About a year and a half ago, I was sitting in my car sobbing on a bright May morning because I didn't want to subject myself to one more day in the toxic cesspool that my place of work had become. Peter said, "Go in and quit. If it's this bad, just quit. We'll manage somehow." So I went to see the Human Resources guy, and described a few of the freakshow conditions to which our staff was being subjected. I told him what my husband had said. He asked me, "Is that what you want?" I took a deep breath and said, "Yes. This is sucking the life out of me. I have to get out."
The HR guy said, "There will be changes. Do you think you could wait a bit?" So I said yes, I'd wait it out. It took three more months, and then one day they fired our boss. Things got better immediately.
The same week, I realized that I did want to continue working, but fewer hours and with fewer responsibilities. I drew up a proposal to work 75 percent time as a senior writer-editor instead of a manager of seven creative people. "Okay," they said. And I wanted to work one of my days at home. "Okay." (A year later I said I'd like to go to half-time and they said "Okay" again.)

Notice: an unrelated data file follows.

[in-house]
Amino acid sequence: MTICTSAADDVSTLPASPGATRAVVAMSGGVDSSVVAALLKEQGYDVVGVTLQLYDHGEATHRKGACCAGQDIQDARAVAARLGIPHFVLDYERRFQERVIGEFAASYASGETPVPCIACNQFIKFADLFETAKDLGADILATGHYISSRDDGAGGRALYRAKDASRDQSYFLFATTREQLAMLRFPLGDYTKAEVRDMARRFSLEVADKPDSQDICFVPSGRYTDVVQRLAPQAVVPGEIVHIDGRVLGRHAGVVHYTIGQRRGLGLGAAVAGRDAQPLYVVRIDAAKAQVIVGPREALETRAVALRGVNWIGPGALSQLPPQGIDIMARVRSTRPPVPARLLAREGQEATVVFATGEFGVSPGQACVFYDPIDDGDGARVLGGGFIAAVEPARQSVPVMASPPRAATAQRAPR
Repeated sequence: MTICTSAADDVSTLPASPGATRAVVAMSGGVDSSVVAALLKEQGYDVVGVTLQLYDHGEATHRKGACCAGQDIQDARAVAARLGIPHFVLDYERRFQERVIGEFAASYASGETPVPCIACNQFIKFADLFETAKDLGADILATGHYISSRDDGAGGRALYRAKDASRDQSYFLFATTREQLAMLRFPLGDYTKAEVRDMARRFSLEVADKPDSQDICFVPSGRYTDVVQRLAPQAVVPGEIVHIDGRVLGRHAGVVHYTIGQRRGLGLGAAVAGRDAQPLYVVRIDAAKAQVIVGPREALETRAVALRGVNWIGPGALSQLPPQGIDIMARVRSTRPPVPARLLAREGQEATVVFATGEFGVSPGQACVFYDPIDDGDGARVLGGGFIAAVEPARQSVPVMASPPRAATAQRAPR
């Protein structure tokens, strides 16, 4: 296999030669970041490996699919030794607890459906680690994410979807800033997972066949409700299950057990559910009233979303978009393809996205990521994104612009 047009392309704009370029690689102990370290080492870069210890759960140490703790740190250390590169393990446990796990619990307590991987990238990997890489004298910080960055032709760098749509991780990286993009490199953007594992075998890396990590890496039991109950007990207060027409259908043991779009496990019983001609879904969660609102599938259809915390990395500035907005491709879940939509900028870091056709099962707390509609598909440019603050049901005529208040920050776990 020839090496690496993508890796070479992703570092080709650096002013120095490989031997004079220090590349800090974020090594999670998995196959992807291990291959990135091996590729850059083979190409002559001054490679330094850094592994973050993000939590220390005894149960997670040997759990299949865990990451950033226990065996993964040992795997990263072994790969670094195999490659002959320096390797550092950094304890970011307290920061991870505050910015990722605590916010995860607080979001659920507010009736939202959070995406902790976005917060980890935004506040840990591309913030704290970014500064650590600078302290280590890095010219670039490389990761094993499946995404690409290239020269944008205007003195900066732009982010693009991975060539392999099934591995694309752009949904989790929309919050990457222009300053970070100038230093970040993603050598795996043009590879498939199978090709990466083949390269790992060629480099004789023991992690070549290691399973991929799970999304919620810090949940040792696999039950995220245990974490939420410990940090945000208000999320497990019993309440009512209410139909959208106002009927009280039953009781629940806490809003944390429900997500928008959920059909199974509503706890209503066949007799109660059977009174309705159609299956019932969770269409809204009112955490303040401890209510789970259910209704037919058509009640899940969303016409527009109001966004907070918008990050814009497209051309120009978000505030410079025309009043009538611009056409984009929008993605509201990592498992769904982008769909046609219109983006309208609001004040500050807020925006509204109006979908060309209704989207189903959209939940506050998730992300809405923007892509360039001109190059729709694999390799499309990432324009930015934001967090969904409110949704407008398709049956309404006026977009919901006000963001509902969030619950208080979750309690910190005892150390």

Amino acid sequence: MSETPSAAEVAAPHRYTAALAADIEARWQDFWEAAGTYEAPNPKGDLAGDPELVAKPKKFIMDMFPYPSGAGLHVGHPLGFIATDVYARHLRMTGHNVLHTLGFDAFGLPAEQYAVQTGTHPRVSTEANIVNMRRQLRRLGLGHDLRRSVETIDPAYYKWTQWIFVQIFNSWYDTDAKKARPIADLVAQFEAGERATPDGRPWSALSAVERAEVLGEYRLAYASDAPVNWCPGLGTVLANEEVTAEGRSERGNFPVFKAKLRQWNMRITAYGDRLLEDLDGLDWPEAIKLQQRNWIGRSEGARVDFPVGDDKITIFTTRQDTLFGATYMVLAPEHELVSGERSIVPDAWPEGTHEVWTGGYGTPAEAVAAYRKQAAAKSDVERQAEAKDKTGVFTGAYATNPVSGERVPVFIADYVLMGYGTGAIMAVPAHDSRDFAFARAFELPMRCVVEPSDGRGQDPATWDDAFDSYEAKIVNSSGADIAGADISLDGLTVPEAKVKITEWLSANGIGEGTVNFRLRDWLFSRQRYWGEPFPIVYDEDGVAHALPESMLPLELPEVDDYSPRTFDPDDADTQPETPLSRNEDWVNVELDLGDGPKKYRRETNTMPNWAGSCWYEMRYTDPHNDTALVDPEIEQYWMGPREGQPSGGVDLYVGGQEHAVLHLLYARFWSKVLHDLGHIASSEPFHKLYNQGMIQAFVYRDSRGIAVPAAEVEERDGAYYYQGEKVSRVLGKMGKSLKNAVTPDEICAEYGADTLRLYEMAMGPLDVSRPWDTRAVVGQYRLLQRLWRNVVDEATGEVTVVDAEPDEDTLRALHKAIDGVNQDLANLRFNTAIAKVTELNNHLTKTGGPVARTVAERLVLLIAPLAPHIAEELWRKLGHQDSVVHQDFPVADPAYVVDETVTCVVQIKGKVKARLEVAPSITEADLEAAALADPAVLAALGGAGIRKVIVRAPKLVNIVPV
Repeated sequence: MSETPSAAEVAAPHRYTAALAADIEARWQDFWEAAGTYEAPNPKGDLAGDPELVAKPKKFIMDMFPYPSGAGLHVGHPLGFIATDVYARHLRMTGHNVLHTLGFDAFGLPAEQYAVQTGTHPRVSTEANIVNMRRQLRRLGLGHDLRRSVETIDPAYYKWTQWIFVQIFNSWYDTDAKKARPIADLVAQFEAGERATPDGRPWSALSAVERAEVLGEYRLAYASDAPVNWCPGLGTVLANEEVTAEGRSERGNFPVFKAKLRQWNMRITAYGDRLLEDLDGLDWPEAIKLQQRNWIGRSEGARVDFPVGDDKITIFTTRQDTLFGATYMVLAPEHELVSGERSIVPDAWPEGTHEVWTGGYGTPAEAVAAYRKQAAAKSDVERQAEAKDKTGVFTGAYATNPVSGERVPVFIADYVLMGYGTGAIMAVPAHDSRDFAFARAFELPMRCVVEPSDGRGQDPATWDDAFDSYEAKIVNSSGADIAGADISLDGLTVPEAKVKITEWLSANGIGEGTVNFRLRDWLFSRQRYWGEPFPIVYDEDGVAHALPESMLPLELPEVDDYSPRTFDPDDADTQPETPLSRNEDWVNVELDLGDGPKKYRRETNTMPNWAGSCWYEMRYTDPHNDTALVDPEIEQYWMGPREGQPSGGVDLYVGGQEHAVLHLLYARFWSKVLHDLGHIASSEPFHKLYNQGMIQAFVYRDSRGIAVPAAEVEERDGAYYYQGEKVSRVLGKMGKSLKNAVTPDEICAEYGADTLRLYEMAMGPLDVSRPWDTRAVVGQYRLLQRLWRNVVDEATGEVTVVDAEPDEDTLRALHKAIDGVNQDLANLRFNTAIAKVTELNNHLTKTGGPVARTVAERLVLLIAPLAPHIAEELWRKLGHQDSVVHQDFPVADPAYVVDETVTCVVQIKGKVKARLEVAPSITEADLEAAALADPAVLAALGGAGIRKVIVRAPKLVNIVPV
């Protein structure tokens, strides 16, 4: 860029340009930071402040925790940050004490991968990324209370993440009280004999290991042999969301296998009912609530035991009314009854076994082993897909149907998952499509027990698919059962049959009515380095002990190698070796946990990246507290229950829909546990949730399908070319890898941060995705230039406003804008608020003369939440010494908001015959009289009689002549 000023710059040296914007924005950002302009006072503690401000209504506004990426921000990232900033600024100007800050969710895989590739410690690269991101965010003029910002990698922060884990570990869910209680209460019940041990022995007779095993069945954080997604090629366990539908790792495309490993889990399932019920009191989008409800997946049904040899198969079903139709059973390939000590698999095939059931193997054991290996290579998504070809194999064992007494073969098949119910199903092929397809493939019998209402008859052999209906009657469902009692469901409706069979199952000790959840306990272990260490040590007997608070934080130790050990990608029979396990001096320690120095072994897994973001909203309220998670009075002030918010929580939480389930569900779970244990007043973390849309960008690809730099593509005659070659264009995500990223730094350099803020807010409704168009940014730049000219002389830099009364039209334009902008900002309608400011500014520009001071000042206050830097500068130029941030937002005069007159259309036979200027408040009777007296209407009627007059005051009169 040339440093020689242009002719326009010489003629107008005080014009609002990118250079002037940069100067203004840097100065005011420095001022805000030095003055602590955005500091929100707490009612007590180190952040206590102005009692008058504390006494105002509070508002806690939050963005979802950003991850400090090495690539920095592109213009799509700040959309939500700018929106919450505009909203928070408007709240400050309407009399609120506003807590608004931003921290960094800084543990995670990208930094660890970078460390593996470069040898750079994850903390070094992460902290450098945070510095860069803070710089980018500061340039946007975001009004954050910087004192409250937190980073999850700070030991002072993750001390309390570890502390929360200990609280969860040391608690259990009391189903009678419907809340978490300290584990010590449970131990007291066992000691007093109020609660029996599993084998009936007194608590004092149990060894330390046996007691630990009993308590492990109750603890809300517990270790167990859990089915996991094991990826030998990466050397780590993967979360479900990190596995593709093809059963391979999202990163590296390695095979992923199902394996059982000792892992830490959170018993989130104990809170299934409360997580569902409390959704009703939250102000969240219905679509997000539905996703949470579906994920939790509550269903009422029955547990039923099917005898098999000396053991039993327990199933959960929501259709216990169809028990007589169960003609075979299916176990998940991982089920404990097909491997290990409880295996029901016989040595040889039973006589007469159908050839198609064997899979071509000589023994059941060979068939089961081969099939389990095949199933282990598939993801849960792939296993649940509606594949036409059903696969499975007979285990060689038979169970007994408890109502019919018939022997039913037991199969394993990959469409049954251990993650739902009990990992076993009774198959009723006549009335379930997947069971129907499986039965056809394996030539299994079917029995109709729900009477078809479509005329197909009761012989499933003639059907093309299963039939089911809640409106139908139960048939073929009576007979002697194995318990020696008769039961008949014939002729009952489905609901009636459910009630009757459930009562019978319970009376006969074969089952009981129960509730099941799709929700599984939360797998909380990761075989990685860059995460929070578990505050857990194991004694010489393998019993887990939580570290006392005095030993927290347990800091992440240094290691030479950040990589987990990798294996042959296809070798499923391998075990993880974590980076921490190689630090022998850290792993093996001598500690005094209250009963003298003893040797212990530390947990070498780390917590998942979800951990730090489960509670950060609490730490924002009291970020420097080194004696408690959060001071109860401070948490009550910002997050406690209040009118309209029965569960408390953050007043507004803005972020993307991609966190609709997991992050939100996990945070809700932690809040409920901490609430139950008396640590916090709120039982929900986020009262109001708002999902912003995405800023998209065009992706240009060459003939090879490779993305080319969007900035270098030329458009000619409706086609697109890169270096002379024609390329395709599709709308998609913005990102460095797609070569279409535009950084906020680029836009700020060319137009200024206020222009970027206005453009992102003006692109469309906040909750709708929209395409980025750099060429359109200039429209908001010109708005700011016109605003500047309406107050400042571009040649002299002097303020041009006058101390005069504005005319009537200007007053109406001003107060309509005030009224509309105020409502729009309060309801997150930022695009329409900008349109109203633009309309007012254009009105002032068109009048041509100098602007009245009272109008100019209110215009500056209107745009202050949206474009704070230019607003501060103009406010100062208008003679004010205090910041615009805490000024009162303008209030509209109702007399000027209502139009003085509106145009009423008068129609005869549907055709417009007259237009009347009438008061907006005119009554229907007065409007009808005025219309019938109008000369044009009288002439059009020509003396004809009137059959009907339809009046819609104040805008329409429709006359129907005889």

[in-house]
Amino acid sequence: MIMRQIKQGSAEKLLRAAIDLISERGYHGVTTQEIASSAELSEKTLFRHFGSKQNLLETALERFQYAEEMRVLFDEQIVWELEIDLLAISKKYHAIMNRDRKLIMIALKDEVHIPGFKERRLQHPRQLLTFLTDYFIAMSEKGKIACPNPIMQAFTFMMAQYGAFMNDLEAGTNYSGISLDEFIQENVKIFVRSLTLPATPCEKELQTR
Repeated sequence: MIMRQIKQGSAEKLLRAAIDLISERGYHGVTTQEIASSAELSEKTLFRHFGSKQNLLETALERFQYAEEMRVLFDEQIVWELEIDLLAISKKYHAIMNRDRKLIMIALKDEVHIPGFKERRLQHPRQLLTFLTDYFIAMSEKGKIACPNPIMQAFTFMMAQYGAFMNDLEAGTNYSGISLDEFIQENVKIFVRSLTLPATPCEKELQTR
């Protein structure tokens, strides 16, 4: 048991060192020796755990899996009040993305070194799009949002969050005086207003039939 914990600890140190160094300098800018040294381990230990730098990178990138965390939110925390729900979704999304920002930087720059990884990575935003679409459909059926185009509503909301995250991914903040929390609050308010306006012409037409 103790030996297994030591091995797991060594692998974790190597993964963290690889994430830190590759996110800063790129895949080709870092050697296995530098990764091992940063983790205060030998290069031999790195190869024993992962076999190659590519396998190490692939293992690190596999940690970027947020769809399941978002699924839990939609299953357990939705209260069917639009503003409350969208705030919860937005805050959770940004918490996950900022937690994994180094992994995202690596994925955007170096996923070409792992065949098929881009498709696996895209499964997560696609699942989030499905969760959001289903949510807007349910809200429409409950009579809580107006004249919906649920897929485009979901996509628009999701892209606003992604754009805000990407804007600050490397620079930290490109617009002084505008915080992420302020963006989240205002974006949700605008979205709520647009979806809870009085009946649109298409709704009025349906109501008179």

And that is how I went from a thoroughly unhappy, burned-out, acting-out director of publications to a mellow part-time writer-editor and part-time day-care grandma who calls herself blissed-out.
I am thankful that the HR guy was willing to suggest that I wait...he managed to tell me just enough without violating professional ethics, and he let me know that I was a valued employee who deserved consideration (of course I was, but our staff definitely didn't feel valued at the time).
I am also thankful to Peter for saying, "Quit if you need to." Feeling that I could quit made it less necessary to do so, because I no longer felt so trapped. It was not the first time he helped me through a nasty time at work, but I hope it's the last. There are two new bosses, and I like working with them. I love the work, and I'm good at it. And some day in the not-too-distant future (God willing and the creek don't rise), I'll retire to spend even more time with the grandbabies before they're off to school. Happy Thanksgiving!